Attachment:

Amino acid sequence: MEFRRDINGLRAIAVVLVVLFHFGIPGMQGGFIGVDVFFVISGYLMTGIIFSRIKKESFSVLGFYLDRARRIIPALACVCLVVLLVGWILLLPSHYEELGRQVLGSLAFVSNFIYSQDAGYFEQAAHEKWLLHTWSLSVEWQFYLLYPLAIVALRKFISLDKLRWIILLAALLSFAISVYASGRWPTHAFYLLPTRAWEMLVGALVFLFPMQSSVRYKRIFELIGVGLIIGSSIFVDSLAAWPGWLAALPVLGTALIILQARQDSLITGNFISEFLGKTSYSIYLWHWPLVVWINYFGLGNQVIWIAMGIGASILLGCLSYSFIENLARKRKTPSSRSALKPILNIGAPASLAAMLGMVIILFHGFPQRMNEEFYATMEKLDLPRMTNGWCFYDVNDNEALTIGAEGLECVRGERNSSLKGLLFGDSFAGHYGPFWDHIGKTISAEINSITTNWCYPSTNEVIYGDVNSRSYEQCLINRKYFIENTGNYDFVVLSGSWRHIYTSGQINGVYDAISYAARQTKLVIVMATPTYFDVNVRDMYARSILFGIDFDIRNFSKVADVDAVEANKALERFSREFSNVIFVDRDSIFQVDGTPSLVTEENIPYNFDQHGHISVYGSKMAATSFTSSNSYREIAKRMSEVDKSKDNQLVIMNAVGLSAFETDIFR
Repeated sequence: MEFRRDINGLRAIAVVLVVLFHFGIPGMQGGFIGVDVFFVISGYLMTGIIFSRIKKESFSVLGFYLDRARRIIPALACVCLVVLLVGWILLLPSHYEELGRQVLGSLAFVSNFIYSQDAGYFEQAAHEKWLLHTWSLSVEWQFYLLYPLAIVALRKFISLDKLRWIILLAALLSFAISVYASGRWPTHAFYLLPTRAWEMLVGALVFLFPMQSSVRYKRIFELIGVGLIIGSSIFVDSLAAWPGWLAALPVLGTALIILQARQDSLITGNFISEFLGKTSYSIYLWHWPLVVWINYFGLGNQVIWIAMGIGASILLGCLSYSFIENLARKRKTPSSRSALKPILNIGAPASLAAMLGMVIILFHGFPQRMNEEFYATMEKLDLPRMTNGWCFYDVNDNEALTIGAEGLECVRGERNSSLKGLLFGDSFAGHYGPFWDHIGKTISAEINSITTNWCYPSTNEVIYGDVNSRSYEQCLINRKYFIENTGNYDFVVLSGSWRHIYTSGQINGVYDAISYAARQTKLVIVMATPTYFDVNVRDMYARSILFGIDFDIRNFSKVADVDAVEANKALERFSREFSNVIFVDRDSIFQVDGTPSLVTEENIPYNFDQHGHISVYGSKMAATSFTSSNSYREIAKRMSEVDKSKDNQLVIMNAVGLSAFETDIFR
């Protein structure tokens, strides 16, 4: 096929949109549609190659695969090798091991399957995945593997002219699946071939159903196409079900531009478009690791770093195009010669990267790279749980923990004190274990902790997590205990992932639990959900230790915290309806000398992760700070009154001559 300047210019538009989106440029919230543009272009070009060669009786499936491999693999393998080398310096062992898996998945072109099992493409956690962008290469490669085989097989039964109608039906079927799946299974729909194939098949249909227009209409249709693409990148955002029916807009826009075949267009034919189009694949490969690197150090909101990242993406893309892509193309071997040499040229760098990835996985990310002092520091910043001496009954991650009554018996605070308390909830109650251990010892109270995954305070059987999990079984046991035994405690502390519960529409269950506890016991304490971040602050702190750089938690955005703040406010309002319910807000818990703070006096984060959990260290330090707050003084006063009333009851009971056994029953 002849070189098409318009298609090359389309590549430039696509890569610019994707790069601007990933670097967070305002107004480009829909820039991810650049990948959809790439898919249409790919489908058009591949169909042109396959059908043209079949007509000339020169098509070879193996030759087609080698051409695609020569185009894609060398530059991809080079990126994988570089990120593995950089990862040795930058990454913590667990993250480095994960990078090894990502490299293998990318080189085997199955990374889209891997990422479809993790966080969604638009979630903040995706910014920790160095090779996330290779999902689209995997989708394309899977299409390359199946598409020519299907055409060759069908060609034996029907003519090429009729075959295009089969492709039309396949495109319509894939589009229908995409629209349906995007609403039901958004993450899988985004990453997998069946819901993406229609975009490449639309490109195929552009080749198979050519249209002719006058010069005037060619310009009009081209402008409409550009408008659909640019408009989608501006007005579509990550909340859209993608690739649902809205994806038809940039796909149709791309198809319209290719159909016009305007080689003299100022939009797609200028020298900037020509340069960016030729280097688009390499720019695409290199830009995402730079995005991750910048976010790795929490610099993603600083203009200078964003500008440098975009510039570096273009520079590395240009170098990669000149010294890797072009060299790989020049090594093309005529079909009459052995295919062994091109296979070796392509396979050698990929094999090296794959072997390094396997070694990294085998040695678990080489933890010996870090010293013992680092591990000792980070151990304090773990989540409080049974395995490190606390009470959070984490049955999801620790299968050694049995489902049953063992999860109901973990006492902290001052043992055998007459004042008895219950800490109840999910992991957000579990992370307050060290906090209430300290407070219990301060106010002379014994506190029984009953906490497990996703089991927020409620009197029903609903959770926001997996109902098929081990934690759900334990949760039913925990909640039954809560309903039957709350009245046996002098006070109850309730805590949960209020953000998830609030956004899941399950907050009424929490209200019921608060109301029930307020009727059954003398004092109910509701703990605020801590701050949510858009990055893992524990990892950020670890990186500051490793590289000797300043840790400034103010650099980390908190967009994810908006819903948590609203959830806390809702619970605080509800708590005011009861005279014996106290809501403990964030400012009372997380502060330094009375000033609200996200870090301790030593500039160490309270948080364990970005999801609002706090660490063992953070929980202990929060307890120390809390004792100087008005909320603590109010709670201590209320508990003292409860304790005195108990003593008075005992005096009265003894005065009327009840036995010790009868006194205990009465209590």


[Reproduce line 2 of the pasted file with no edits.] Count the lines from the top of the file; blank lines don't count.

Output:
Repeated sequence: MEFRRDINGLRAIAVVLVVLFHFGIPGMQGGFIGVDVFFVISGYLMTGIIFSRIKKESFSVLGFYLDRARRIIPALACVCLVVLLVGWILLLPSHYEELGRQVLGSLAFVSNFIYSQDAGYFEQAAHEKWLLHTWSLSVEWQFYLLYPLAIVALRKFISLDKLRWIILLAALLSFAISVYASGRWPTHAFYLLPTRAWEMLVGALVFLFPMQSSVRYKRIFELIGVGLIIGSSIFVDSLAAWPGWLAALPVLGTALIILQARQDSLITGNFISEFLGKTSYSIYLWHWPLVVWINYFGLGNQVIWIAMGIGASILLGCLSYSFIENLARKRKTPSSRSALKPILNIGAPASLAAMLGMVIILFHGFPQRMNEEFYATMEKLDLPRMTNGWCFYDVNDNEALTIGAEGLECVRGERNSSLKGLLFGDSFAGHYGPFWDHIGKTISAEINSITTNWCYPSTNEVIYGDVNSRSYEQCLINRKYFIENTGNYDFVVLSGSWRHIYTSGQINGVYDAISYAARQTKLVIVMATPTYFDVNVRDMYARSILFGIDFDIRNFSKVADVDAVEANKALERFSREFSNVIFVDRDSIFQVDGTPSLVTEENIPYNFDQHGHISVYGSKMAATSFTSSNSYREIAKRMSEVDKSKDNQLVIMNAVGLSAFETDIFR